I won’t rehash the plot here, since I did that in the book report. However, I will make a couple bullet points about how the film has aged vis-à-vis the novelization. Well, no, I won’t use bullet points because I know what bullet points do to the polarized glass of a mining base.
The film is far more dated than the book is. The visual elements of the film strike one more than they would in the book. For example, when the book might have mentioned that the character lit a cigarette in the workplace, the film has a warehouse scene blue with smoke as every employee has a cigarette dangling out of his mouth. The book is dated enough with its video messages instead of text, but the film plays them on CRTs with green text. The look and feel of the film definitely evoke the time period of the film-making as much as that of the future.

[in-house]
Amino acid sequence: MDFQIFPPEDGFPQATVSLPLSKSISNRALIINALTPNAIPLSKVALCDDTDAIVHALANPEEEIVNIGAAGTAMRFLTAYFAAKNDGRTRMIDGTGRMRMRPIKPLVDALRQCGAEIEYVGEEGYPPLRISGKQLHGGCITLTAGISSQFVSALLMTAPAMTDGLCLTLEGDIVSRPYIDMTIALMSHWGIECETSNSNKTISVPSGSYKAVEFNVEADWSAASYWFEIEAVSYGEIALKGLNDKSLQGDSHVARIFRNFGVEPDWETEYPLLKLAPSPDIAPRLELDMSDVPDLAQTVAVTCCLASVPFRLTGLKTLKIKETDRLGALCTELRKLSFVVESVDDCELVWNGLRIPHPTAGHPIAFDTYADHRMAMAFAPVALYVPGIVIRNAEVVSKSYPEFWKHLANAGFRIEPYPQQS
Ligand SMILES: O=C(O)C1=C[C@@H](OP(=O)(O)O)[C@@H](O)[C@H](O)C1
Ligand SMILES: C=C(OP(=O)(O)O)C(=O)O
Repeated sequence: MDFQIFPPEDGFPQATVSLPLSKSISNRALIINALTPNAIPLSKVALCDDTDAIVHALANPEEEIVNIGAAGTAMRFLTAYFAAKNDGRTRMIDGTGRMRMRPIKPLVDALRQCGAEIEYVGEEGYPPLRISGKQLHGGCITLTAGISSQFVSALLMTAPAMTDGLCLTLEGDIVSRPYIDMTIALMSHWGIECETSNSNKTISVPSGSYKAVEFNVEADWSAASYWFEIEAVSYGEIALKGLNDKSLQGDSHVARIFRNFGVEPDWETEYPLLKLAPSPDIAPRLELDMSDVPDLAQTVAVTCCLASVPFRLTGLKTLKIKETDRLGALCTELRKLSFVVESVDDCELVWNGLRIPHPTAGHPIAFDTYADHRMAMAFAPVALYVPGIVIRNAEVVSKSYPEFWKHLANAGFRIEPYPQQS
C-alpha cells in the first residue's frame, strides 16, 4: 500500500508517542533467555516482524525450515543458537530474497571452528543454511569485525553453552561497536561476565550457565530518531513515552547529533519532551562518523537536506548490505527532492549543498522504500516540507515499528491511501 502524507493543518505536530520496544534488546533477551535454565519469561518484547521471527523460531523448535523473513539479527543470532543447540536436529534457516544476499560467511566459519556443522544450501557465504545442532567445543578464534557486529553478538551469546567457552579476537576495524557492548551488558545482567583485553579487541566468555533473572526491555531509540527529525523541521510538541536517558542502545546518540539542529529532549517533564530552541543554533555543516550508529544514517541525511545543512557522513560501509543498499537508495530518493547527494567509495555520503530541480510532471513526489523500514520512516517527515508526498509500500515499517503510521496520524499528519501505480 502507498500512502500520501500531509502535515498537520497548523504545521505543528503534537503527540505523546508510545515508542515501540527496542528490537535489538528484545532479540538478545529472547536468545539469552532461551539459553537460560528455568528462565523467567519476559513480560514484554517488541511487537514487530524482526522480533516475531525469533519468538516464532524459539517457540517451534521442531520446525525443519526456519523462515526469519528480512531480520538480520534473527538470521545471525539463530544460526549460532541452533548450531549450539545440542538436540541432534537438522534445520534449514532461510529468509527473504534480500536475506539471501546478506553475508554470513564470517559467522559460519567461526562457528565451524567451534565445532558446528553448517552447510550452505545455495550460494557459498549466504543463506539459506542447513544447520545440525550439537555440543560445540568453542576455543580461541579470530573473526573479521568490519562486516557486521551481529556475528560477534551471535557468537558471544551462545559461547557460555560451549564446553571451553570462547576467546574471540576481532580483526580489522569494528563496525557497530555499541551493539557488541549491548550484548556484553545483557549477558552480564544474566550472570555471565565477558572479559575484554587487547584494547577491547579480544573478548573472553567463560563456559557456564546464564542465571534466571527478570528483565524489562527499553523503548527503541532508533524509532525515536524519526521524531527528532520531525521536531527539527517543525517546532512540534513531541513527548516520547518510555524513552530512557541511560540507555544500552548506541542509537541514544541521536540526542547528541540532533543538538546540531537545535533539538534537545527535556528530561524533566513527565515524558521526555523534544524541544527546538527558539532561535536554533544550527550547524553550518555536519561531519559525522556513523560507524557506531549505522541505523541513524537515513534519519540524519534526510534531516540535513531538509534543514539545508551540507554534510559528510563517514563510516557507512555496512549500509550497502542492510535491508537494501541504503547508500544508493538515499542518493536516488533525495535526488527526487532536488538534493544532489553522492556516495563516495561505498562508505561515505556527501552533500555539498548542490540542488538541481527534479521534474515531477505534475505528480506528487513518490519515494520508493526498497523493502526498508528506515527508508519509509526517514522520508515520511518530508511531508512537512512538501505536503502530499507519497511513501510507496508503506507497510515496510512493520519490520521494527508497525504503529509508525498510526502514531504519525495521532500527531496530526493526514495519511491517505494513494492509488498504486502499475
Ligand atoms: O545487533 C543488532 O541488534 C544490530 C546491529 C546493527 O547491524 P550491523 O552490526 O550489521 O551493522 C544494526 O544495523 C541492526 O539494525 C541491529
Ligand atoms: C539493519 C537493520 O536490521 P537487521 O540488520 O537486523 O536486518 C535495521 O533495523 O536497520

The film also diminishes some of the minor characters in that their screen time is really truncated compared to their page time. That’ll come with any film, of course, since it has two hours and roughly one hundred or so pages of dialog and scene material versus page of text. It doesn’t make it better or worse; books (including books based on film) and film are two different media.
So, will I watch this again before 20 years have elapsed? Maybe. Movies are more replayable than most books because of the time committment involved. I buy movies more slowly than books, but I still buy them faster than I watch them, it seems. So it might just take my accidental repurchase of the film to trigger another viewing. But that’s not likely.
At any rate, a serviceable period piece of science fiction.
Books mentioned in this review: